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Linx EM-I8270 7 inch Tablet (1.83 GHz Intel Atom Z3735G Quad-Core Processor, 1 GB RAM, 32 GB storage, Camera, WLAN, BT, Windows 8.1) - Black
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- 1280 x 800 IPS display offers a bright and detailed display
- Quad-core Intel Atom processor for faster, more efficient browsing and usability
- Connectivity - features Bluetooth giving you the freedom to share pictures and music quicker and with ease
- Portable and lightweight design
- Office 365 Personal subscription included, plus an extra install for another device
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CHUWI Hi10 Air 10.1 inch Tablet PC Windows 10 OS (Intel Cherry Trail-T3 Z8350) Quad-Core up to 1.92GHz 1200*1920 IPS 4GB RAM+64GB ROM, 6500MAH,WIFI ,Bluetooth, Micro USB,OTG,Type-c
|Shipping||—||FREE Shipping||FREE Shipping||FREE Shipping||FREE Shipping||FREE Shipping|
|Sold By||—||F5CS LTD||ONLY BRANDED||Laptop Outlet UK||F5CS LTD||CHUWI-Direct|
|Expected Average Battery Life||—||—||—||10 hours||—||7 hours|
|Computer Memory Size||1 GB||4 GB||1,024 MB||4 GB||2 GB||4 GB|
|Connectivity Technology||Bluetooth,WLAN,Wi-Fi||Bluetooth; USB||Bluetooth||Bluetooth; USB||Bluetooth and USB||Bluetooth; Wi-Fi; USB; Micro USB|
|Processor (CPU) Manufacturer||Intel||Intel||Intel®||Intel||Intel||Intel|
|Processor (CPU) Speed||1.83 GHz||1.92 GHz||1,330 MHz||1.92 GHz||—||1.9 GHz|
|Display Size||7 inches||10 inches||8 inches||25.65 cm||10 inches||10.1 inches|
|Hard Disk Size||32 GB||64 GB||32 GB||64 GB||32 GB||64 GB|
|Item Dimensions||9.5 x 19.16 x 10.9 cm||—||—||39 x 17 x 6 cm||17.22 x 1.02 x 25.76 cm||26.18 x 16.73 x 0.88 cm|
|Item Weight||280 grams||0.69 kg||0.75 kg||—||0.68 kg||0.52 kg|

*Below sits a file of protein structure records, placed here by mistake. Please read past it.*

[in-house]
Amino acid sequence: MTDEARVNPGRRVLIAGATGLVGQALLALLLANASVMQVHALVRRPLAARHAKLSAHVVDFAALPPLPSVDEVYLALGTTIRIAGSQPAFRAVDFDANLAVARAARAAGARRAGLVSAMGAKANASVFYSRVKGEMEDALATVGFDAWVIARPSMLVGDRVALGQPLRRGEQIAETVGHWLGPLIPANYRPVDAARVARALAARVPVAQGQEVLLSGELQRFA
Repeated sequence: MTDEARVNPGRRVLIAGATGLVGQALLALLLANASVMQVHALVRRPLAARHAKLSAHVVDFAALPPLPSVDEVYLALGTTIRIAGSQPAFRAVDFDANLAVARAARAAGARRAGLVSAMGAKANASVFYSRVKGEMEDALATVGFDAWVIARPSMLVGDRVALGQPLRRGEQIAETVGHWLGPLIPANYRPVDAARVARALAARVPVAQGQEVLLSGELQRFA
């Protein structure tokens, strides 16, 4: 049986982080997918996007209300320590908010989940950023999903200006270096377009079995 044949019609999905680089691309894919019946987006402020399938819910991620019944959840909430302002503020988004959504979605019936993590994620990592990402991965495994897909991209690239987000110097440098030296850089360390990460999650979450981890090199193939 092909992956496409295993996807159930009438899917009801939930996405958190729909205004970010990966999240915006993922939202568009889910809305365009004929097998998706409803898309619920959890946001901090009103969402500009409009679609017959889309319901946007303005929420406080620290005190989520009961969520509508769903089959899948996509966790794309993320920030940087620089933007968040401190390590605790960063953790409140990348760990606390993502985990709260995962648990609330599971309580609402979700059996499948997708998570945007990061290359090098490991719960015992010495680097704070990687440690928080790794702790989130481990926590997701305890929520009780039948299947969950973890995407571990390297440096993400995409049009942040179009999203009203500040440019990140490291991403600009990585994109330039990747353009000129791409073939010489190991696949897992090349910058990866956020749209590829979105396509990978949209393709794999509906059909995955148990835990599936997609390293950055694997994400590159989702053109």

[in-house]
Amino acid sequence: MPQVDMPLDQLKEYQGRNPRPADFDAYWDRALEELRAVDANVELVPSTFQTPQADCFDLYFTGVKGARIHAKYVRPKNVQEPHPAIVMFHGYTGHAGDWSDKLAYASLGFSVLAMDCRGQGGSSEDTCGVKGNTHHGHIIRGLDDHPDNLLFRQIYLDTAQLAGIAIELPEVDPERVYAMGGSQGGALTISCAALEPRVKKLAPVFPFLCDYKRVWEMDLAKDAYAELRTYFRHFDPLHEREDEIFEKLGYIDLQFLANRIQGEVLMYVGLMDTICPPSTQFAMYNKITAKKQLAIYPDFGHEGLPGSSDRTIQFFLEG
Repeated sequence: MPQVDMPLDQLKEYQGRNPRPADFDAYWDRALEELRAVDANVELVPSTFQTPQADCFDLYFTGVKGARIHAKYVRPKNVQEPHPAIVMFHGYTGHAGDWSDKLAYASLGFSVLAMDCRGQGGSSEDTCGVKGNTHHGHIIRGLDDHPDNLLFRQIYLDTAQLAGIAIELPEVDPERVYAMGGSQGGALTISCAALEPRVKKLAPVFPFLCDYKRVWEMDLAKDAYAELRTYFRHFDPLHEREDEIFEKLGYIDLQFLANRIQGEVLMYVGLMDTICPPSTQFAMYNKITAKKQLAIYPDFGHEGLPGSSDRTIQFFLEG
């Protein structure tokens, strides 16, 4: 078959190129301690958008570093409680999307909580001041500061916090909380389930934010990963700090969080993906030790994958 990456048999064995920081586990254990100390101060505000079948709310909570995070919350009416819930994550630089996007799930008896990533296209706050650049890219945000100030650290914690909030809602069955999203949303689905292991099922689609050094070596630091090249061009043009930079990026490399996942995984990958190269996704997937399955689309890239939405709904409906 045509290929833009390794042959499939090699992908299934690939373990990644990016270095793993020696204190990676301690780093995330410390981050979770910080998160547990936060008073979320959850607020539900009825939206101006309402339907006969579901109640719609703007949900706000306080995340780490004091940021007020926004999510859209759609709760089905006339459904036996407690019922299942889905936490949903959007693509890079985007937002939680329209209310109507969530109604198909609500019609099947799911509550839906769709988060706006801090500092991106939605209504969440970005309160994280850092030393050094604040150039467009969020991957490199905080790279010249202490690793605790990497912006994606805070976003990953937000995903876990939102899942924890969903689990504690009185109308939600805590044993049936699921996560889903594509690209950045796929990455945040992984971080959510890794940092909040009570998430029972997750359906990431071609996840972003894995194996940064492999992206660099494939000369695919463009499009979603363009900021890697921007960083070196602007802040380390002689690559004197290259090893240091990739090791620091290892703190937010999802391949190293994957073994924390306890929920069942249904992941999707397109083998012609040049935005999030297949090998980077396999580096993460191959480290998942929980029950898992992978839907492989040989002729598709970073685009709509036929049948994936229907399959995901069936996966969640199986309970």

|Memory Storage Capacity||64 GB||—||32 GB||4 GB||32 GB||—|
|Operating System||Windows 8||Windows 10 Home||windows 10||Windows 10 Pro||WINDOWS 10||Windows 10|
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Linx 7 - all the Good Stuff. Always with you
The Linx 7 is a perfect sized tablet to stay entertained, connected and informed from almost anywhere.
Ultra-portable, the Linx 7 combines a simple and lightweight design, a touch-optimised Windows experience and powerful Quad-Core processor to bring fun and productivity together on a beautiful, bright display.
Get more done with the included 12 month subscription to Office 365 Personal and discover a world of apps in the Windows Store to share, play, create, interact and enjoy. Being Windows-based, there are a range of family safety features available to keep you safe while online.
Windows 8.1 - Make it Yours
Photos, news from friends, your favorite apps and sites - put what's most important to you right on your Start screen. Choose your colours and move stuff around until it's just the way you like it.
Multitask with apps
Windows 8.1 lets you work the way you want, moving easily from one thing to another by multitasking on any Windows PC or tablet. Pull up a Wikipedia article to settle a debate with the friend you're on Skype with. Or play a music video while polishing your college essay. Depending on your screen size, you can see up to four apps at once.
Search once, go anywhere
Bing Smart Search gives you results from your PC, your apps, and the web. Results are in a clean, graphical view so you can quickly get to what you're looking for. (Certain features unavailable in some regions)
Your Windows, everywhere
Your Windows goes wherever you go. Use your Microsoft account to sign in to any of your devices running Windows 8.1, and you'll see the same layout, apps, and settings. Signing in Microsoft Account (which is simply an email address and password of your choice) also gives you access to a world of apps from the Windows Store, and lets you save, view, and edit your documents and photos online with OneDrive.
Your files are always with you
OneDrive is free online storage that's built into Windows 8.1. Save documents, photos, and other files to OneDrive automatically, and get to them anytime, from any of your PCs or devices. And you can use OneDrive to protect your files if something happens to your PC. You can also use OneDrive to share and collaborate with others, and see your stuff on mobile and non-Windows devices.
Open the Windows Store right from your Start screen to browse and download apps for cooking, photos, sports, news, and a lot more - many of them free. Sort by price, rating, and category, and find old favourites and hot new apps.